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‘People are not reading your stuff’ is the worst thing you can say to journalists

From plans to introduce a ‘third newsroom’ to its chief executive’s blunt language at a staff ‘town hall’ meeting, the latest moves by the Washington Post are less than inspiring

It sounds like the script of a recurring genre of nightmare I have: “People are not reading your stuff. I can’t sugarcoat it any more.”

These are words widely reported to have been spoken by Washington Post chief executive Will Lewis at a staff “town hall” meeting held the morning after a Sunday evening email informed journalists at the venerable news institution of the abrupt resignation of Sally Buzbee, its executive editor for the last three years.

“People are not reading your stuff” is a tough burn to counter. The Post’s audience has halved since 2020. But when distribution of news, hammered by shifting consumer habits, increasingly hinges on an ever-shifting online infrastructure ruled by tech giants, it does prompt questions about whose fault that is exactly. Success has many fathers, market failure almost none.

The ‘I can’t sugarcoat it any more’ part is even more enraging, implying as it does that editorial staff are sensitive children who have hitherto been wrapped in cotton wool

There isn’t a newsroom in the world that wouldn’t be wounded by a blanket dismissal of their work as unread, especially when it comes from the company leader. It’s just not the most inspiring of half-time manager talks, is it? It’s got more of a “you’re s*** and you know you are” away supporters’ vibe. Predictably, it hasn’t gone down well.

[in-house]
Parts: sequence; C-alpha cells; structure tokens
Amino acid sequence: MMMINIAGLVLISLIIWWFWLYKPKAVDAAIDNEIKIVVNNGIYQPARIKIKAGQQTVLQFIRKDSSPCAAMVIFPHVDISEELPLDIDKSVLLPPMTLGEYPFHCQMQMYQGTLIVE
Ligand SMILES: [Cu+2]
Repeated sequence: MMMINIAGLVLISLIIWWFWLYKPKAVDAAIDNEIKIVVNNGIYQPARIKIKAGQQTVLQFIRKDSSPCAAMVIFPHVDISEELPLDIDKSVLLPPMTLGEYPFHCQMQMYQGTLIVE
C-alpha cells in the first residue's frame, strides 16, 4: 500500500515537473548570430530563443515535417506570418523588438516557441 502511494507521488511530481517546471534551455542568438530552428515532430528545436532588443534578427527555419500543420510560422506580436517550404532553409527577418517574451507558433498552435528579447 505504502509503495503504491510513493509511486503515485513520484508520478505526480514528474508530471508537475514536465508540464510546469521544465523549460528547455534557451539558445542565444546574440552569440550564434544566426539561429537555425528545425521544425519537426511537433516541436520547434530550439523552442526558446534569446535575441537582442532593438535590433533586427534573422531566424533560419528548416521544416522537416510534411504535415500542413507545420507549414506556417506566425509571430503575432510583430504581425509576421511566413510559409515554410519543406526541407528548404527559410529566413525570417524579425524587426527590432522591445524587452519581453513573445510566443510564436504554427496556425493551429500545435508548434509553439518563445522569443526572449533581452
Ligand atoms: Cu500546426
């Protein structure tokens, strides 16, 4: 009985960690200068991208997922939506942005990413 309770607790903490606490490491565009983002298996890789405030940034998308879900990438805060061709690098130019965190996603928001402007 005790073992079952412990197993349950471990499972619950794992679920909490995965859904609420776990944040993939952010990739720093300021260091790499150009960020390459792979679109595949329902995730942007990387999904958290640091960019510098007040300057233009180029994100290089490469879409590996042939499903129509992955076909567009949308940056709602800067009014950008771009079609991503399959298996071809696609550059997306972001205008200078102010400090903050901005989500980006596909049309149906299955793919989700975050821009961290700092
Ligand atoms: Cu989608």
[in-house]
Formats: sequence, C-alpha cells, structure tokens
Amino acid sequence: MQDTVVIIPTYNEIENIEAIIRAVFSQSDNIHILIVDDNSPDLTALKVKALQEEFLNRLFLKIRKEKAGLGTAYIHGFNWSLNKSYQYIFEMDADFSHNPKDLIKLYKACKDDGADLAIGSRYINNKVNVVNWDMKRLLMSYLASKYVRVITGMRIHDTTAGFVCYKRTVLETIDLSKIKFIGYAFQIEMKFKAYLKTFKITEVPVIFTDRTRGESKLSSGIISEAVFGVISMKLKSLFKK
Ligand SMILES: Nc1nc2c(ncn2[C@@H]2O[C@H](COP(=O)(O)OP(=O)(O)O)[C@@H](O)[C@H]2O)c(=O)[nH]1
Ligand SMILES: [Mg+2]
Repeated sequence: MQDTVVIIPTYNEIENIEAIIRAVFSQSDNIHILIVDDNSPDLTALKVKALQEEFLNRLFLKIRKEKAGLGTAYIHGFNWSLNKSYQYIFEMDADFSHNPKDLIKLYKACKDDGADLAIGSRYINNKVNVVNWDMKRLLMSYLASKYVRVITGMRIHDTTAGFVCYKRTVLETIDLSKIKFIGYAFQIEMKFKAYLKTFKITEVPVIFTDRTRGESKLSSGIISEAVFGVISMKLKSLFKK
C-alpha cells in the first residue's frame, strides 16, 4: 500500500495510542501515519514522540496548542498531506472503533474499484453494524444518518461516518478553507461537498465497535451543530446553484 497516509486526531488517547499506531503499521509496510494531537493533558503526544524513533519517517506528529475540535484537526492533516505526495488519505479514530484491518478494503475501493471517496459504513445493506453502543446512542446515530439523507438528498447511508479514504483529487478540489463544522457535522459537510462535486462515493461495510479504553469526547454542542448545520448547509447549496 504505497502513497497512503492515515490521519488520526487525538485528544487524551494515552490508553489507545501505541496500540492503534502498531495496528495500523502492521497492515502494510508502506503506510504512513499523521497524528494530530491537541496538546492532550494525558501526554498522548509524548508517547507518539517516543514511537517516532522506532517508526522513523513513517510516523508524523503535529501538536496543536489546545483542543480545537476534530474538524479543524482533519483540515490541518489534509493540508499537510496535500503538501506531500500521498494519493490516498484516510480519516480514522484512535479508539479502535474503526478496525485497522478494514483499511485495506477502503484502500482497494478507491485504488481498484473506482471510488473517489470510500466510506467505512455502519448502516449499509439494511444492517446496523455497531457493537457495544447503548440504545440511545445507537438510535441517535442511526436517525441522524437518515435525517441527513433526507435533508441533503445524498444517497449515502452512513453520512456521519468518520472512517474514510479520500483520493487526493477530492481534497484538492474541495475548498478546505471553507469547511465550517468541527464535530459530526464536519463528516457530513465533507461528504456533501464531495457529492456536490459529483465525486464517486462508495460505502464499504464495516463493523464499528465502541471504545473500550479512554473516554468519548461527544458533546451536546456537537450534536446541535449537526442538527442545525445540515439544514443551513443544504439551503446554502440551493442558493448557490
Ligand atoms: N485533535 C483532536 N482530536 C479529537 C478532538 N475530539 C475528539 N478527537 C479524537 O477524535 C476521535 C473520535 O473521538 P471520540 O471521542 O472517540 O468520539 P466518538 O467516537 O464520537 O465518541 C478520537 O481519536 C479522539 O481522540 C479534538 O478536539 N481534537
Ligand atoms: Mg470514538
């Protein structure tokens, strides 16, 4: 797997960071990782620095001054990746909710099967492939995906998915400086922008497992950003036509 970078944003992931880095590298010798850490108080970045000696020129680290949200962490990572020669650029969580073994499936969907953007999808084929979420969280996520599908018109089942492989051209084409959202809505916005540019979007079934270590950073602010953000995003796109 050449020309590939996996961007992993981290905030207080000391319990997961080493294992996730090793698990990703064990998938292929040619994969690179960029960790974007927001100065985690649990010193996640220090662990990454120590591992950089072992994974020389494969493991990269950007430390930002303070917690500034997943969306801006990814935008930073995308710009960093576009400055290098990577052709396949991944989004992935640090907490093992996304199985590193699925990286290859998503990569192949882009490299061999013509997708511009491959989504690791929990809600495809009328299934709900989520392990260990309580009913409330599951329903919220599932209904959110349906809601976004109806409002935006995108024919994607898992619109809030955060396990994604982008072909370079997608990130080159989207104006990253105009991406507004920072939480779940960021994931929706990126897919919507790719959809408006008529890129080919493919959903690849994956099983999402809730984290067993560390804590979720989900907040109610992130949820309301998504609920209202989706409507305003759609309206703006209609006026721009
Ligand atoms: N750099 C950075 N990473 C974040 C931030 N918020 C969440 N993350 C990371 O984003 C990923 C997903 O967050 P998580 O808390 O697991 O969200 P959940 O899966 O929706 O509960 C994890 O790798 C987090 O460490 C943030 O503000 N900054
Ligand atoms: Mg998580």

The “I can’t sugarcoat it any more” part is even more enraging, implying as it does that editorial staff are sensitive children who have hitherto been wrapped in cotton wool while only grown-ups such as Lewis are brave enough to trade in harsh realities. It suggests that journalists have been mollified and insulated to date, rather than being acutely aware of the dismal impact that working in a declining industry is having on their lives.

It also sort of suggests that Lewis is a weary veteran of this sugarcoating effort and it would simply be asking too much for him to maintain the illusion a moment longer. So how long has he been in situ at the Post? That would be a mere six months.

And that’s the crux of some of the tension here. Lewis is not just an executive bruiser, he’s a blow-in of an executive bruiser, and the land he has blown in from is a) Britain and b) media terrain owned by Rupert Murdoch. In 2010, Lewis, a former editor of the Daily Telegraph, became an executive at Murdoch’s News International (now known as News UK), and helped manage the fallout from its phone hacking scandal.

The Post’s pioneering new jargon is ‘third newsroom’. Having already split its editorial operations into news and opinion, a third division will give readers ‘who feel traditional news is not for them’ information and updates

His recruitment to head up the Washington Post has renewed attention on his actions around this time, with the focus only intensifying since lawyers for hacking victims including Prince Harry were given the go-ahead last month by a UK High Court judge to expand their civil lawsuit against Murdoch’s company to include allegations of a cover-up by some of his lieutenants, including Lewis. He denies all wrongdoing.